This book is well written but overall it is very long, laborious, and boring. I would rate this book one out of five stars. I would rate it this way because it takes forever to read and it is very wordy and long. I would not recommend reading this book.
But can it conquer bitterness? Can it overcome divisions? Can it heal the hurts caused by disappointments? Can it belong to you when you never possessed it in the first place?
San Piedro is a quiet fishing/farming community where the people work hard to earn their living and to raise their families, but everything is shattered with the death of Carl Heine, a local fisherman. Amidst a raging blizzard, a Japanese man is accused of murder and the community is forced to come to terms with their own prejudices and their own humanity. Wrapped up in the drama of the court case unravels a love story that was young and forbidden. The question of what love is, what we will do for love, and ultimately how love changes us are all explored in the context of two young lovers who discover that innocence is sometimes not enough to sustain it through the turmoils and upheavals of life.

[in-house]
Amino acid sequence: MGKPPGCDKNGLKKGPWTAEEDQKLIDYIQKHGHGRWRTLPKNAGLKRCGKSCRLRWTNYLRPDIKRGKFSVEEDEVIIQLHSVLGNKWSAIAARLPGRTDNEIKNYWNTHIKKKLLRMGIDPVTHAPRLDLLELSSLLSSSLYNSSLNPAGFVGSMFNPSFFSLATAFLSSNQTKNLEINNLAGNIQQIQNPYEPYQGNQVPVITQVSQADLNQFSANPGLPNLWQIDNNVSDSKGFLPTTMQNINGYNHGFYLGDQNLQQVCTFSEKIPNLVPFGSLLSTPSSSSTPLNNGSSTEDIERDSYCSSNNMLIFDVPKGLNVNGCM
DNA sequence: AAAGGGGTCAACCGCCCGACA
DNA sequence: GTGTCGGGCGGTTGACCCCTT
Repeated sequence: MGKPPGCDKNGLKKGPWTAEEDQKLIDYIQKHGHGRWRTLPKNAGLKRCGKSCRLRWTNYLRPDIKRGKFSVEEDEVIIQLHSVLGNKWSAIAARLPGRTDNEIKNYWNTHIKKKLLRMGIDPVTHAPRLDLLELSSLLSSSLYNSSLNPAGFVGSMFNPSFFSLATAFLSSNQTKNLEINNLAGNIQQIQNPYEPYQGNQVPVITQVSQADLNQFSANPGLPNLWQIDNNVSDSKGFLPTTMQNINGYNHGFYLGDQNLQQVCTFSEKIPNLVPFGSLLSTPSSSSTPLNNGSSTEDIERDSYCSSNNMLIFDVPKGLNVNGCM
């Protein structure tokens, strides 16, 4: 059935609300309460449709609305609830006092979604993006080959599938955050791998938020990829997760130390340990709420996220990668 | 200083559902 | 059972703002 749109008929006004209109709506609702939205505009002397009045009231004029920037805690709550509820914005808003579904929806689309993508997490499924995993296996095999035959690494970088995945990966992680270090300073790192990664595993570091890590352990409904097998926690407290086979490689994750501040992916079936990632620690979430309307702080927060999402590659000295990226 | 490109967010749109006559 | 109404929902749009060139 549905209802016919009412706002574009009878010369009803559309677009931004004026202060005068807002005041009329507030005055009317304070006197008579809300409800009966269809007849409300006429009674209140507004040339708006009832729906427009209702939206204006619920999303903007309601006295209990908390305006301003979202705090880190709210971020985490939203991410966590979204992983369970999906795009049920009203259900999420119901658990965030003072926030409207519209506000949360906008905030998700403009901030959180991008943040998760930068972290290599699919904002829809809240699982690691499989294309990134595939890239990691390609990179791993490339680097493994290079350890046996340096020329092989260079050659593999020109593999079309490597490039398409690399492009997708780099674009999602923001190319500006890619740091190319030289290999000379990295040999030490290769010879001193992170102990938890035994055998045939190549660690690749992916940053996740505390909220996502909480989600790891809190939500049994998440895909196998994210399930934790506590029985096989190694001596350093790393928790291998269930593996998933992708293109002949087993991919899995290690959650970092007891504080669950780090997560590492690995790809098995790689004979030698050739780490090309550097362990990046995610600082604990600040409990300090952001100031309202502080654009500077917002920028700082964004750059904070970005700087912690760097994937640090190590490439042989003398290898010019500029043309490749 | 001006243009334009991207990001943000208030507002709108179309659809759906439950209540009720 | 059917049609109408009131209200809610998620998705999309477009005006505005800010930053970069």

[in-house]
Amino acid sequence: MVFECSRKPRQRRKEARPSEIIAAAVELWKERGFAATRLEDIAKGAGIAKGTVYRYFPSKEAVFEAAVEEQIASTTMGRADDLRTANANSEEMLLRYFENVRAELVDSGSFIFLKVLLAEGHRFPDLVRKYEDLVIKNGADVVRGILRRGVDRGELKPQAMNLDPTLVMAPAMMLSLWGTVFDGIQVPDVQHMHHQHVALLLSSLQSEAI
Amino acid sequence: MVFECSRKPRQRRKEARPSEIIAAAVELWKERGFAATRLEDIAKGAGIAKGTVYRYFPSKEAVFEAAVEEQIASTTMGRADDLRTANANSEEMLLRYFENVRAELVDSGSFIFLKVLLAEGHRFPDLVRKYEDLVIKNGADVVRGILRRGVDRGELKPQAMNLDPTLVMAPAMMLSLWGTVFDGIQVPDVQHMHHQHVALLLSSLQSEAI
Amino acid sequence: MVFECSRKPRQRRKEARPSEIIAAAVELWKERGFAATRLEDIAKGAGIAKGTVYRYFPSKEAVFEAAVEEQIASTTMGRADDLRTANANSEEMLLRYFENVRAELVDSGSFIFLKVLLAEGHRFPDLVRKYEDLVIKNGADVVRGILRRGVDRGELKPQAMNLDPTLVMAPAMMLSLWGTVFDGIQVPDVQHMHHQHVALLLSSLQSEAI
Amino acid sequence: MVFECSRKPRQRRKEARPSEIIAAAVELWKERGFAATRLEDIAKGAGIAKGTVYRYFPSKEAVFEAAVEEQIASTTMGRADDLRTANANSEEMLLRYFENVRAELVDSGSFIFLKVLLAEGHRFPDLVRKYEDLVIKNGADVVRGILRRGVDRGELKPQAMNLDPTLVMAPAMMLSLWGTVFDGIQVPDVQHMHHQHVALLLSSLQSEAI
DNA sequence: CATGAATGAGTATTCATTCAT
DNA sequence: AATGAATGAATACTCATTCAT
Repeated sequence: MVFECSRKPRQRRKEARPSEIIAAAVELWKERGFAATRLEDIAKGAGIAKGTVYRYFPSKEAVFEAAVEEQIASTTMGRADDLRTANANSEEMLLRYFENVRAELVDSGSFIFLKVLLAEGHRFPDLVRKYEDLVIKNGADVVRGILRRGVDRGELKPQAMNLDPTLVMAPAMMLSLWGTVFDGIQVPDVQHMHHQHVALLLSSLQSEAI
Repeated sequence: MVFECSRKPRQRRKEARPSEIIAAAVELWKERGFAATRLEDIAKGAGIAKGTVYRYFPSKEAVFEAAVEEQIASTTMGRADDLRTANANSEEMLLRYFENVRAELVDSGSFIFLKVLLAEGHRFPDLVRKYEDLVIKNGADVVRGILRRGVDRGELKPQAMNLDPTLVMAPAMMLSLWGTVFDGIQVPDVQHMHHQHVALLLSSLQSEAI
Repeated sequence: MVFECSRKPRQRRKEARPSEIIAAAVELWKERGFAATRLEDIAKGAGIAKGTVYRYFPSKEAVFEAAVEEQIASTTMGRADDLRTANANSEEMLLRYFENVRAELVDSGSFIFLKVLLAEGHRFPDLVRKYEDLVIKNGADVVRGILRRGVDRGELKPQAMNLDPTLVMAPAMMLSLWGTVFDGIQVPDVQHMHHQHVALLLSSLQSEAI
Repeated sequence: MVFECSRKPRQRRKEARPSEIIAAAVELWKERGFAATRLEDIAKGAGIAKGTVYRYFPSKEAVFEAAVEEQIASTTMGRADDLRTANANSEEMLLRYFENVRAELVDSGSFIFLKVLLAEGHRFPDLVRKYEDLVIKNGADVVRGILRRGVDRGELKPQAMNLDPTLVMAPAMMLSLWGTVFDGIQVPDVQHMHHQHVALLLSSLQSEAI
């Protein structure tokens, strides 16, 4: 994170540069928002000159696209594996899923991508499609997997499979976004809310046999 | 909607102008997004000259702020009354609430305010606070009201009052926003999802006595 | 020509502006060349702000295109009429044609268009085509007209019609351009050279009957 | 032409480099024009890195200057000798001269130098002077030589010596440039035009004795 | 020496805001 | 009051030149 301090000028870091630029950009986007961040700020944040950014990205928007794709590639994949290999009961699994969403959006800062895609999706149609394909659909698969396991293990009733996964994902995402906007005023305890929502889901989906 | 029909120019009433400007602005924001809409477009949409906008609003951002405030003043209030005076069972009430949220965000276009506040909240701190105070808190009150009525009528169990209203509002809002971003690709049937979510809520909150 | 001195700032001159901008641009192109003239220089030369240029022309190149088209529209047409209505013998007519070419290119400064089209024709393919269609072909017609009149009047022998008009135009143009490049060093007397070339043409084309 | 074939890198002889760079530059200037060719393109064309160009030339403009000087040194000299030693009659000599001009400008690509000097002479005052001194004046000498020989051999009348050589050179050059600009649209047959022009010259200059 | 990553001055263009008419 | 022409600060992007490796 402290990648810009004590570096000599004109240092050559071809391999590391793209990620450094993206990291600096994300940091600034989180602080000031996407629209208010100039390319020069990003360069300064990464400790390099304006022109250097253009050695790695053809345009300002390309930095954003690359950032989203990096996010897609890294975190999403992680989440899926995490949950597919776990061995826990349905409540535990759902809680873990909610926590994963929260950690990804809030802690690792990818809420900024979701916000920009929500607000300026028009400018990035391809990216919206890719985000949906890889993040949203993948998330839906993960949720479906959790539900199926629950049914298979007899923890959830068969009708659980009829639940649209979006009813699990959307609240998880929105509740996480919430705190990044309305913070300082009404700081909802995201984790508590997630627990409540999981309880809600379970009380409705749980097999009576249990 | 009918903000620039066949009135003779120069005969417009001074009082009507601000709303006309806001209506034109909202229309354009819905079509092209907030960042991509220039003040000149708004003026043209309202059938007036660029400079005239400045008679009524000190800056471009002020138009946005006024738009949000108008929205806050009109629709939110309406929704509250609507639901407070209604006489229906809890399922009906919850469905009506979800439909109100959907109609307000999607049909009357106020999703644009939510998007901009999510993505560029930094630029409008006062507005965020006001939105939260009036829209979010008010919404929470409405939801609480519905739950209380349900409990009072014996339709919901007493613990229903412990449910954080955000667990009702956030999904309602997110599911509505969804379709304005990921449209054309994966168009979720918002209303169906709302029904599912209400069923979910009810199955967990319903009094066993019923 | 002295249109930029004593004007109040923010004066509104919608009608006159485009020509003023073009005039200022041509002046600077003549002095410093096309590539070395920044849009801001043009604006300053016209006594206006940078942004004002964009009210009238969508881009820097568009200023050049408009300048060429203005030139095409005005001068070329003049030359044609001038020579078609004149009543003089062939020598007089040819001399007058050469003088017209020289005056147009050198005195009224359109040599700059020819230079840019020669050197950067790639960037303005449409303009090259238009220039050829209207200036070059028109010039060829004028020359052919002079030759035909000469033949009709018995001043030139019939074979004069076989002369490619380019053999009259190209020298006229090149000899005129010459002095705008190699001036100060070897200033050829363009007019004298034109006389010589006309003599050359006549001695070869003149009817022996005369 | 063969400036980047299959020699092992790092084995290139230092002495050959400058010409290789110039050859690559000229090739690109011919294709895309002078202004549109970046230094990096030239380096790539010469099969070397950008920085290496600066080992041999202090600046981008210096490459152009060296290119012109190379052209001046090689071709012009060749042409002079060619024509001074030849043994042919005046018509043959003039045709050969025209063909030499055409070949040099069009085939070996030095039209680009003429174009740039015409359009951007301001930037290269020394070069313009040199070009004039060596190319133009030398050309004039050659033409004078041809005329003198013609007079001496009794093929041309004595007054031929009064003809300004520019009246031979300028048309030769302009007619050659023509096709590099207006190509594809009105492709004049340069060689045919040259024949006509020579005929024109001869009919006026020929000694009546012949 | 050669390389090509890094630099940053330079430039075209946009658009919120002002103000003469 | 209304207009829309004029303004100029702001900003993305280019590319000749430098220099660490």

Snow Falling on Cedars was the perfect match to the weather we were having the last week. The snow fell outside my window as it blanketed the landscape of San Piedro and like snow, the layers within the story, melted one layer at a time, one truth at a time.
In the beginning the constant jumping back and forth through the narrative was rather disjointing and hard to follow. As well, the sheer number of characters that were introduced, from the farmer next door, to the grocery clerk that worked on the corner, and most of these characters appear only once then fade away into the background, were enough to make me dizzy. Once the frenzy of introductions had calmed down, the story began to fall into place, and it was well worth the wait. The court case was riveting, the love story was heartbreaking. In the end, the snow abated both outside my home and within the pages of the story, but the memories of those who lived in San Piedro are permanently etched within my mind.
I had done a little research myself when I was back in high school but the focus was in Canada, not the States. It was basically about the injustices that were dealt to the Japanese Canadians during the World War II. The truth of the matter is that whenever someone brings up the case of prejudice and racism, most people directly think of Hitler, Nazis and the Jews. However, no one ever really brings up the North Americans and their own cases where they would go against its own citizens. The Japanese Canadians and Japanese Americans were treated like animals, enemies and "aliens", being sent away to internment camps. Although they were not murdered or gassed, it does not make the case any less serious.